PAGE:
Guest blog by Peter Candy
Alongside the legal history session chaired by Ross Macdonald at this year’s Edinburgh Postgraduate Law Conference (for which see here), I also had the pleasure of chairing a second session dedicated to the same discipline. The theme of the conference – ‘Law and its Boundaries’ – was reflected across the four papers which were presented.
Graeme Cunningham (Glasgow), in his paper entitled ‘Law, Rhetoric and Science: Historical Narratives in Roman Law’, demonstrated that in the development of the law surrounding bonorum possessio the praetor was heavily influenced by equitable considerations. By showing the praetor’s susceptibility to rhetorical arguments, Graeme successfully showed the value of a contextual analysis when investigating the development of Roman legal thought.
Jumping forward 1700 years, Franziska Arnold-Dwyer (Queen Mary University of London) delivered a fascinating paper entitled ‘Fraudulent Captains, Gambling Aristocrats and a Transgender Diplomat: A History of the Doctrine of Insurable Interest’. Following Graeme’s lead, Franziska also demonstrated that the doctrine cannot be fully understood without an appreciation of the social and economic context from which it arose. Of particular interest to your blogger was the exploitation of policies requiring no insurable interest on the part of the insured, which were exploited by fraudsters who overvalued cargoes, only to arrange for them to be captured or sunk on the high seas. The practice will remind the classically minded of an episode in Livy (25.3.8-14), in which the Roman state assumed the risk of shipwreck for transports sailing with supplies to Spain during the Second Punic War. Groups of tax-farmers, never missing an opportunity to make a quick buck, repeatedly defrauded the treasury by overvaluing their cargoes and then reporting them lost at sea.
Two final papers were delivered by Ciarán Crowley and Aengus Fallon (University College Dublin). Ciarán, in ‘Censorship of Literature in Ireland lives on, though only just: Thoughts following the Censorship of Publications Bill 2013’, explored the historical origins and continuing impact of the Committee of Evil Literature. The presenter identified the missed opportunity presented by the passage of the 2013 bill, which might have led to the unification of the still-extant Censorship Board of Ireland with the Film Classification Board. Continuing on the theme of Irish legal history, Aengus Fallon discussed the influences on the drafting of key legislation in the Irish Free State between 1922-24. Again, as is evident from all the papers, context triumphed: the exigencies of the rapid creation of a functioning constitutional machinery, coupled with a scarcity of resources (Arthur Matheson, the sole parliamentary drafter at the time, was indefatigable in his task), led to a replication of the Westminster model and a spate of legislative plagiarism.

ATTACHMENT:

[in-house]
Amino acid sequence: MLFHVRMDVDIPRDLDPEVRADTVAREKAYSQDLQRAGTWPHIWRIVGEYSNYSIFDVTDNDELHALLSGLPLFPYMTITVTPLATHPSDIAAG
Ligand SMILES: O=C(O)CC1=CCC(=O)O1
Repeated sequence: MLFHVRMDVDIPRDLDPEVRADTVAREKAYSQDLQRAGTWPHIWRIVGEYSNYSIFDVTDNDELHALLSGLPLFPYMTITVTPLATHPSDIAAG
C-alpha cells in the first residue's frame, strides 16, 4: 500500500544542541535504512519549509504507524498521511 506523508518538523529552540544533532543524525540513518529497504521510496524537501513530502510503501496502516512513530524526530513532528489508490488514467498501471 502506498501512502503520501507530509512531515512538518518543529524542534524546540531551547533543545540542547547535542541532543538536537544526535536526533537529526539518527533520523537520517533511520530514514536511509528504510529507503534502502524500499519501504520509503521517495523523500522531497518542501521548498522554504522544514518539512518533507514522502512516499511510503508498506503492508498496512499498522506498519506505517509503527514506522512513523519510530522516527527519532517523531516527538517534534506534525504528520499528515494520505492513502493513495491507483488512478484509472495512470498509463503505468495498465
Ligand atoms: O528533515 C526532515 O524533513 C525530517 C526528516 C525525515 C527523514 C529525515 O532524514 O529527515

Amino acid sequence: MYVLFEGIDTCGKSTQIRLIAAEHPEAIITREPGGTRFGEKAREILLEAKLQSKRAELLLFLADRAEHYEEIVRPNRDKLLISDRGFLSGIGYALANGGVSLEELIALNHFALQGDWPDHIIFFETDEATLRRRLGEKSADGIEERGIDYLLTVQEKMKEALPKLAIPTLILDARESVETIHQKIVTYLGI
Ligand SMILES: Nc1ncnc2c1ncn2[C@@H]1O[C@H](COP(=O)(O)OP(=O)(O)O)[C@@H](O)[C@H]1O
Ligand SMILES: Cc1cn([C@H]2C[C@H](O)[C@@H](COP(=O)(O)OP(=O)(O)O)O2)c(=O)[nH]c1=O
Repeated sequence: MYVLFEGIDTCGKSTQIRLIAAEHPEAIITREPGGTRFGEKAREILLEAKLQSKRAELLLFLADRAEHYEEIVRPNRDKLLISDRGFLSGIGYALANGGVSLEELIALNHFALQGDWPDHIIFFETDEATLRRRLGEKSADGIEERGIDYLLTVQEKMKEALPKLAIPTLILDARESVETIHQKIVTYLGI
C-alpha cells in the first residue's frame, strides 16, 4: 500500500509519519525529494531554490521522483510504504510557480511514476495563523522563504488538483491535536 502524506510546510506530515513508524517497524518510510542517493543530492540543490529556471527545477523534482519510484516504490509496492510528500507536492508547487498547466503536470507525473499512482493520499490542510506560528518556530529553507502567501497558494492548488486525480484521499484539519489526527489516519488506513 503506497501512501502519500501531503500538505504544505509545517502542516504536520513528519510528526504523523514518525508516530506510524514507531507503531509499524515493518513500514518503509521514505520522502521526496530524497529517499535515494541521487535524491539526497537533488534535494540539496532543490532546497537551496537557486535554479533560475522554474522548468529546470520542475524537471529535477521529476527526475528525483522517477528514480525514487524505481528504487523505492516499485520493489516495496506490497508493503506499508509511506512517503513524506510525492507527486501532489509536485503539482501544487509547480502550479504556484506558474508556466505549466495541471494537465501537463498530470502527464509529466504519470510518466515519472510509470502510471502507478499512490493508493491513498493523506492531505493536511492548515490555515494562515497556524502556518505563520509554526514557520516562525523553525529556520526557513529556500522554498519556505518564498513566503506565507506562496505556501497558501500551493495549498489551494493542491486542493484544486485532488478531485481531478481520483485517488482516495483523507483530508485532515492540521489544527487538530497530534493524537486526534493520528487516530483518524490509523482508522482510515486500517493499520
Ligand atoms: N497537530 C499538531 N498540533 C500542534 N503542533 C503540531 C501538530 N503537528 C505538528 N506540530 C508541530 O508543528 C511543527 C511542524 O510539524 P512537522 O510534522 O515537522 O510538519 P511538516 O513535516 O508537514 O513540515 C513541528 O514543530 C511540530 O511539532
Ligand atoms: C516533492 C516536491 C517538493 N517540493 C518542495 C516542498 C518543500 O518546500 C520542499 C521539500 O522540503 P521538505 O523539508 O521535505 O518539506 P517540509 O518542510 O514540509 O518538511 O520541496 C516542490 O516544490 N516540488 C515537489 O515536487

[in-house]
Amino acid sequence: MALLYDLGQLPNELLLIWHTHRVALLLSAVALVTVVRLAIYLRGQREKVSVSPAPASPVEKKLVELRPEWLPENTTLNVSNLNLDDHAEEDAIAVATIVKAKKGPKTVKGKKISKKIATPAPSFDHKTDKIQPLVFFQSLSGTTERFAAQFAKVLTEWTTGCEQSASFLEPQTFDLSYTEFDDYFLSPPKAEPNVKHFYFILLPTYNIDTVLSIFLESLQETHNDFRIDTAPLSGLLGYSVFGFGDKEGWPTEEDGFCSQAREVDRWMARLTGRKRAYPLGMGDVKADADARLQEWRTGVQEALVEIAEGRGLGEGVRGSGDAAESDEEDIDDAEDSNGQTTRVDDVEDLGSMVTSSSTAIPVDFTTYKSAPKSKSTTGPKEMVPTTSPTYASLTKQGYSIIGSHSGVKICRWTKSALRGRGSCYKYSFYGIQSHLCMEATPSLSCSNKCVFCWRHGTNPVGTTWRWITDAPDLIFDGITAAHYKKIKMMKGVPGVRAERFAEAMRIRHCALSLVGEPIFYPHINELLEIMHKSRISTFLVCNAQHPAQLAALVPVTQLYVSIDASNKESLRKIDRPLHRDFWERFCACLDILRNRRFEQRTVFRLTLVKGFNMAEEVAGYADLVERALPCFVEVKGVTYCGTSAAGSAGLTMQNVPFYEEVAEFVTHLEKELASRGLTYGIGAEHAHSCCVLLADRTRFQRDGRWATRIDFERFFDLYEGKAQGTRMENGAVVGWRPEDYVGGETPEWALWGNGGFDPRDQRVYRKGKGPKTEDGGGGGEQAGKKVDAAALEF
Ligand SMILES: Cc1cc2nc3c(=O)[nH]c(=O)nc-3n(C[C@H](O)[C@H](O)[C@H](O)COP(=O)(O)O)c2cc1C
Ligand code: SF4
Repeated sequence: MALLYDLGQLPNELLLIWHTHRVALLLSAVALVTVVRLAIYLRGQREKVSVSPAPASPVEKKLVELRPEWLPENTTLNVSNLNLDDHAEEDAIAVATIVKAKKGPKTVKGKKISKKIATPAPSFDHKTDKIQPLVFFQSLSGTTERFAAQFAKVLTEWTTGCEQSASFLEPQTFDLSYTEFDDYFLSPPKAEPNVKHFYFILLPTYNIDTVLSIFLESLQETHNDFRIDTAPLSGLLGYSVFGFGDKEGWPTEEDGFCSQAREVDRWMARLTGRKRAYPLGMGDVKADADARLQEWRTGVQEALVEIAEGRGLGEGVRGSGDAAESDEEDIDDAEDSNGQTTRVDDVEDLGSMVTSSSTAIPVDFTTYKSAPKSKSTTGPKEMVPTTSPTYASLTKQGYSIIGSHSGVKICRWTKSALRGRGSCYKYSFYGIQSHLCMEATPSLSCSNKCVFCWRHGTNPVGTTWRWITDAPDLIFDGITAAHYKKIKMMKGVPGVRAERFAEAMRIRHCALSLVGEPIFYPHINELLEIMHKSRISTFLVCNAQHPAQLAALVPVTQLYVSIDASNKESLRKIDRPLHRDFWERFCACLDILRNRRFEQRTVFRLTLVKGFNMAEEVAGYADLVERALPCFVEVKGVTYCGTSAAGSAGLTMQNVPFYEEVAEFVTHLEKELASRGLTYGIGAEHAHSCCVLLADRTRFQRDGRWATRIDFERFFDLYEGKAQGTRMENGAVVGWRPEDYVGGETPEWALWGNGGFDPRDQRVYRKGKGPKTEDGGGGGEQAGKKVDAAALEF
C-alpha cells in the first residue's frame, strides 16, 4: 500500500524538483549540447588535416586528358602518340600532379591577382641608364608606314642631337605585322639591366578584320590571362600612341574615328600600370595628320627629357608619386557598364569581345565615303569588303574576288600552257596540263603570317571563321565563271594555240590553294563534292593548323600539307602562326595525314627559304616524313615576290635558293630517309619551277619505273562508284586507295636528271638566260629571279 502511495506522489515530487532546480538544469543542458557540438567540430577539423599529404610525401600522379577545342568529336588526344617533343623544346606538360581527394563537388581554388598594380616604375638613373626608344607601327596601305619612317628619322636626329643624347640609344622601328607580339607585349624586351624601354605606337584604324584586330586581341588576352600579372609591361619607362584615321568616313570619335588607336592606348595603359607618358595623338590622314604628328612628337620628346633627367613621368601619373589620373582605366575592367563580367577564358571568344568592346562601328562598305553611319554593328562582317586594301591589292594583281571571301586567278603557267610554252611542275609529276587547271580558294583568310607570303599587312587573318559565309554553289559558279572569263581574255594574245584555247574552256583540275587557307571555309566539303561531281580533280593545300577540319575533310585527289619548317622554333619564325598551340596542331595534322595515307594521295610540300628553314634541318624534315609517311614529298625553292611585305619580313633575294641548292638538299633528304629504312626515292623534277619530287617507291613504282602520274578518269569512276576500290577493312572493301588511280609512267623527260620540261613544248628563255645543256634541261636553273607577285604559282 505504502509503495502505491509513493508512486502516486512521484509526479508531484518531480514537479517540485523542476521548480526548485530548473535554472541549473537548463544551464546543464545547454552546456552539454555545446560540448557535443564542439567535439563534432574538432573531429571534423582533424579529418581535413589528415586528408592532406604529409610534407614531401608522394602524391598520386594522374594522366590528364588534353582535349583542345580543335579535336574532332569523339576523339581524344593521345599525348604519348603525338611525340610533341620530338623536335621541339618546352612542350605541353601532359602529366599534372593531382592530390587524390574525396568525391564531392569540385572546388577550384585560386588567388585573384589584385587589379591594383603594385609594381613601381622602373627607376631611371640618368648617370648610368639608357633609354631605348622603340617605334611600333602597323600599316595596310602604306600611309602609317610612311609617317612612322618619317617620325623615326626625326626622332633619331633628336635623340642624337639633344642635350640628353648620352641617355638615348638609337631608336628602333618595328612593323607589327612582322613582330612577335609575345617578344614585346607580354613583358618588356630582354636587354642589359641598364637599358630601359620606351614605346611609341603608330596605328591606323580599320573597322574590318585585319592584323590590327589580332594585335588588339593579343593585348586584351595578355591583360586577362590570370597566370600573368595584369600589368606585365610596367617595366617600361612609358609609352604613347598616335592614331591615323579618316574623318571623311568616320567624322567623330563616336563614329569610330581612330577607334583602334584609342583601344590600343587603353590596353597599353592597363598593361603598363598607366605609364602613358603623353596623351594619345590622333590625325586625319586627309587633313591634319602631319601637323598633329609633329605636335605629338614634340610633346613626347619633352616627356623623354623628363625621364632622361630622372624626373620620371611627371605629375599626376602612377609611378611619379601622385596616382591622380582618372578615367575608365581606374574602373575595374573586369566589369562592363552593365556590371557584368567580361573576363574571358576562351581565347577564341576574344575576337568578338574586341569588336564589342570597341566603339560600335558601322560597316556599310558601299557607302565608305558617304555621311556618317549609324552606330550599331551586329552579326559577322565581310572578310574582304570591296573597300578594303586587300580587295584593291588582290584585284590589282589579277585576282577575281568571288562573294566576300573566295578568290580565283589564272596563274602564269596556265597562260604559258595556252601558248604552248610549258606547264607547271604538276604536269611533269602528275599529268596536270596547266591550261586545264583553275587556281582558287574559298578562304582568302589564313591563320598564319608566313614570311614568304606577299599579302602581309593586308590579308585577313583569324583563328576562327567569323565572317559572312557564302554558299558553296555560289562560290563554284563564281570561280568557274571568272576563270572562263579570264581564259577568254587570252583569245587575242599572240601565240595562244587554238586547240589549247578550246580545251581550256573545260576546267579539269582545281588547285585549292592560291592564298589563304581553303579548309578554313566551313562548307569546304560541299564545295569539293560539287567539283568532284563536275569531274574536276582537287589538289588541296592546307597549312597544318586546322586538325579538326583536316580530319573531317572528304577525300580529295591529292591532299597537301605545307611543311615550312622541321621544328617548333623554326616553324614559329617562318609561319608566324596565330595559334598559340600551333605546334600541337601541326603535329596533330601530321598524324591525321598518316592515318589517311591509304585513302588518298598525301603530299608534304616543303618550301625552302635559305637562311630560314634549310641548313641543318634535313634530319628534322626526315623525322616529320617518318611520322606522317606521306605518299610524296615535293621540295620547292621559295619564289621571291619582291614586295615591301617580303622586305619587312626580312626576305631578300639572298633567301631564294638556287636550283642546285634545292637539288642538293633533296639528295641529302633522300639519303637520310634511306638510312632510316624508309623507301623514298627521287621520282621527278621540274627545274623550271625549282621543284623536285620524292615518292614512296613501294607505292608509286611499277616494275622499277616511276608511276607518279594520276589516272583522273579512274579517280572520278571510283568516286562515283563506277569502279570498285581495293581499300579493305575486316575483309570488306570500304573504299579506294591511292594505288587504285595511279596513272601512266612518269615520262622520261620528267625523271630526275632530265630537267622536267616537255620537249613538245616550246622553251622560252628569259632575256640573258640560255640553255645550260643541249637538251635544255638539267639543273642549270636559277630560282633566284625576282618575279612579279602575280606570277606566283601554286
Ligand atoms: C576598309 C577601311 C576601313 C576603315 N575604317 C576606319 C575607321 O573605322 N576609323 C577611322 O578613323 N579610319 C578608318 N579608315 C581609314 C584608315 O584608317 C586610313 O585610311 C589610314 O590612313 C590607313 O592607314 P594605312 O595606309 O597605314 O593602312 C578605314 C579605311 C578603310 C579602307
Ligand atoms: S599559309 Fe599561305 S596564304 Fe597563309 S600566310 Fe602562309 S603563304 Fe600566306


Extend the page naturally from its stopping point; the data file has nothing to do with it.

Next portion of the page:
A debt of gratitude is owed to the session sponsors, the Centre for Legal History, as well as to the Centre’s director, Dr Paul du Plessis, who acted as discussant. Thanks should also be extended to the conference committee for convening the event, and finally to the presenters themselves, for providing such thought-provoking insights into their research.
Peter Candy is a doctoral candidate at Edinburgh Law School.